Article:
This attitude hardened in November 1983 after Jackson saw the American post-apocalyptic TV movie, The Day After. Watched by 100 million people in the US, and featuring a similarly slow-burning series of real-life stories to Threads, well-known actors such as Jason Robards and Steve Guttenberg prettied it up, and its setting was sanitised. “I mean, the hospital scene in it – the electricity was working!” Jackson rants. In Threads, amputations are delivered without anaesthetic; people bite on rags. Jackson says: “The idea of nuclear war informing a new species of made-for-TV disaster movies was the worst thing that could happen, to my mind. I wanted to show the full horror. I felt that was absolutely my responsibility.”

There were other motivations behind this attitude, he says. A day after Threads was broadcast, as part of a night that also featured a political debate, Jackson went on BBC One’s Pebble Mill with a beeper on his belt – his wife was due to have their first child. Her being pregnant throughout the filming of Threads puts three of its scenes in a particularly tough light: Ruth sees a woman rocking her dead baby, her eyes numb and wide; she herself gives birth in a rural barn, alone, biting through her daughter’s umbilical cord with her teeth; and her own daughter, Jane, gives birth ten years later. In the final scene, Jane is handed her baby, but we don’t see the child. Jane looks at it and she screams. “For Threads to work, I had to try to let images and emotion happen in people’s minds,” Jackson says. “Or rather in the extensions of their imaginations.”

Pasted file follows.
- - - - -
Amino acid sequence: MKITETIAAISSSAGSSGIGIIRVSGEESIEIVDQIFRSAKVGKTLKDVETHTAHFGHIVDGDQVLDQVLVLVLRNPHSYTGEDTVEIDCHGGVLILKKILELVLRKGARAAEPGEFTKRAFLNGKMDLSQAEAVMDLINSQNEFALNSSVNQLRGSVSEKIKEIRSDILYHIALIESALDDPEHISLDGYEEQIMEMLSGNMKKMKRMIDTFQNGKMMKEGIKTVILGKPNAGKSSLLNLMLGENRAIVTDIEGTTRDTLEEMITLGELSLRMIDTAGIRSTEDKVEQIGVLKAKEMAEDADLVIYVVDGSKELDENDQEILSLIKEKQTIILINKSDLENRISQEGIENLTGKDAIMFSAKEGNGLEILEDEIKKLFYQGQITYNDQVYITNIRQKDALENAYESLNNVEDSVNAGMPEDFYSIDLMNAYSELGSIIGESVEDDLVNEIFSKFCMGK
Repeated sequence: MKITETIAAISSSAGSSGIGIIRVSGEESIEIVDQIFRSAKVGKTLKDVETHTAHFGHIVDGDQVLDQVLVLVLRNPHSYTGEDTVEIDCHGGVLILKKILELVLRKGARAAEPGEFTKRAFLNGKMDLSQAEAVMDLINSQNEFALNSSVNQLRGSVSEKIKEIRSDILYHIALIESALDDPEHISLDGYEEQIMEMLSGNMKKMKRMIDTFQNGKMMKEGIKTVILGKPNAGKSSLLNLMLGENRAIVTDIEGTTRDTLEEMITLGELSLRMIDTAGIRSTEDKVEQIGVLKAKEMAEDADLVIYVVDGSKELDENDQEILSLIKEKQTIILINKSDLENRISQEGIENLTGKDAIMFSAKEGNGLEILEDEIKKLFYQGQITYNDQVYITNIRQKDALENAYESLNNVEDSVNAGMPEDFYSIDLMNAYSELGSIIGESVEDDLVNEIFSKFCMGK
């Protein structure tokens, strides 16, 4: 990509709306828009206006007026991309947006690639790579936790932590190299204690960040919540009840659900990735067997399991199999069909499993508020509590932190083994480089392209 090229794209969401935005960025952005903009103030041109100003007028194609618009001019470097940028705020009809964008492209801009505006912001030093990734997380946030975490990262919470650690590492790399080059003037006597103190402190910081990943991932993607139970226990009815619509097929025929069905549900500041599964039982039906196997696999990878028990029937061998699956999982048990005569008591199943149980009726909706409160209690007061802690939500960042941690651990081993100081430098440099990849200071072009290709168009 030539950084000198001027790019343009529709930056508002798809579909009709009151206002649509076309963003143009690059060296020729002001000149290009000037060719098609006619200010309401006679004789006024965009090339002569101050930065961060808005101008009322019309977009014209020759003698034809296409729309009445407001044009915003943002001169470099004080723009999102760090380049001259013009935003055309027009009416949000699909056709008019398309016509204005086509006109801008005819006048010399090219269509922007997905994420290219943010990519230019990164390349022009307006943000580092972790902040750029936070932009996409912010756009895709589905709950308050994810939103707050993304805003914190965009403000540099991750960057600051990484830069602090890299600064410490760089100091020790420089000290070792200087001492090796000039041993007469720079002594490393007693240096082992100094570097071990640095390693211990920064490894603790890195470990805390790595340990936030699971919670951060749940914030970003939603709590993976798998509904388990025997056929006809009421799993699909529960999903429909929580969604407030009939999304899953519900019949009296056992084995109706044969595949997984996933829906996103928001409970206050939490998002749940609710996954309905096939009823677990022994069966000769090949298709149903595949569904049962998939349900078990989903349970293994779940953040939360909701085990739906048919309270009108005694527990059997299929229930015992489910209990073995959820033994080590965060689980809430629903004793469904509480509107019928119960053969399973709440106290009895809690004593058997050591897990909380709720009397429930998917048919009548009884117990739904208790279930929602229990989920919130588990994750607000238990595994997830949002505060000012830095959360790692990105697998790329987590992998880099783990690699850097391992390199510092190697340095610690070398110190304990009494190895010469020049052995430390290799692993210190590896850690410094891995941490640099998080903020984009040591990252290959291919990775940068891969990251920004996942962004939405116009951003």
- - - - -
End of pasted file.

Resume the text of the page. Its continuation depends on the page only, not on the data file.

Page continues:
***

Sheffield City Centre, January 2018. Around the corner from The Moor, the square in which we see the upturned buggies after the bomb, 75-year-old Rita May sits in BBC Sheffield’s reception. “When the bomb goes off, the camera’s on me!” she says, half-surprised – she watched Threads the day before for the first time in decades, seeing herself in a front room in her early forties, next to a window unprotected from the blast. “It’s dated a bit, I thought. But oh, that make-up. Bran flakes and gelatine. Horrible, it was.”